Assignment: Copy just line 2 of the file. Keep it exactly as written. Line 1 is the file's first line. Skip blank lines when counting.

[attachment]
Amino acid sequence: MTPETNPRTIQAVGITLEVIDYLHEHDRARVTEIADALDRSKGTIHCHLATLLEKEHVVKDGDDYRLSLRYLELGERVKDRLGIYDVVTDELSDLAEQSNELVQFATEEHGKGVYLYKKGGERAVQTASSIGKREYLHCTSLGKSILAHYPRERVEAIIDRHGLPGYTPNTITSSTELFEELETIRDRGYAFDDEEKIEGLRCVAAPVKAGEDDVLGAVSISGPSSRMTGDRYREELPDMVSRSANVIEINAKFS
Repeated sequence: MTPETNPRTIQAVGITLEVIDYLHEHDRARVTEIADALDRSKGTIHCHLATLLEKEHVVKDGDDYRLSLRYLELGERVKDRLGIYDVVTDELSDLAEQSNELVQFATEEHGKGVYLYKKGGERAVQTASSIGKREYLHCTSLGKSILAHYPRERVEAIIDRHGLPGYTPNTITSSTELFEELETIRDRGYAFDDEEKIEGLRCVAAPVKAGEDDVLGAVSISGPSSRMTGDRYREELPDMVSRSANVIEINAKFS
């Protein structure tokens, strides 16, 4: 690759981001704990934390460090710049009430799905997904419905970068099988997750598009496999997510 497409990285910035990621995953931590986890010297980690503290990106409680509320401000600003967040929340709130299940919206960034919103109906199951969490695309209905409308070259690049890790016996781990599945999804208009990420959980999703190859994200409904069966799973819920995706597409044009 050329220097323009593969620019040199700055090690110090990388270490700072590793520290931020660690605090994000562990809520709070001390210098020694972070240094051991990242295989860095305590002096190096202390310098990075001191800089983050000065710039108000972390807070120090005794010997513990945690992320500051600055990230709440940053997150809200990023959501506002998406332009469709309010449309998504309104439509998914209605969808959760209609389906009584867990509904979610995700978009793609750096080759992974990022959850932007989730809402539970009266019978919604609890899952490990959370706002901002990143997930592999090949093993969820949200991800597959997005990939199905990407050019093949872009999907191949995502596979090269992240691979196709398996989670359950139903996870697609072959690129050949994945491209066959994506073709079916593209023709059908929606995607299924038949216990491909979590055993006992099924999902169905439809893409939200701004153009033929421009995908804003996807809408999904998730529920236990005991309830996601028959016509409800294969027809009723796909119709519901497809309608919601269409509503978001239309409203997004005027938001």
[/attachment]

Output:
Repeated sequence: MTPETNPRTIQAVGITLEVIDYLHEHDRARVTEIADALDRSKGTIHCHLATLLEKEHVVKDGDDYRLSLRYLELGERVKDRLGIYDVVTDELSDLAEQSNELVQFATEEHGKGVYLYKKGGERAVQTASSIGKREYLHCTSLGKSILAHYPRERVEAIIDRHGLPGYTPNTITSSTELFEELETIRDRGYAFDDEEKIEGLRCVAAPVKAGEDDVLGAVSISGPSSRMTGDRYREELPDMVSRSANVIEINAKFS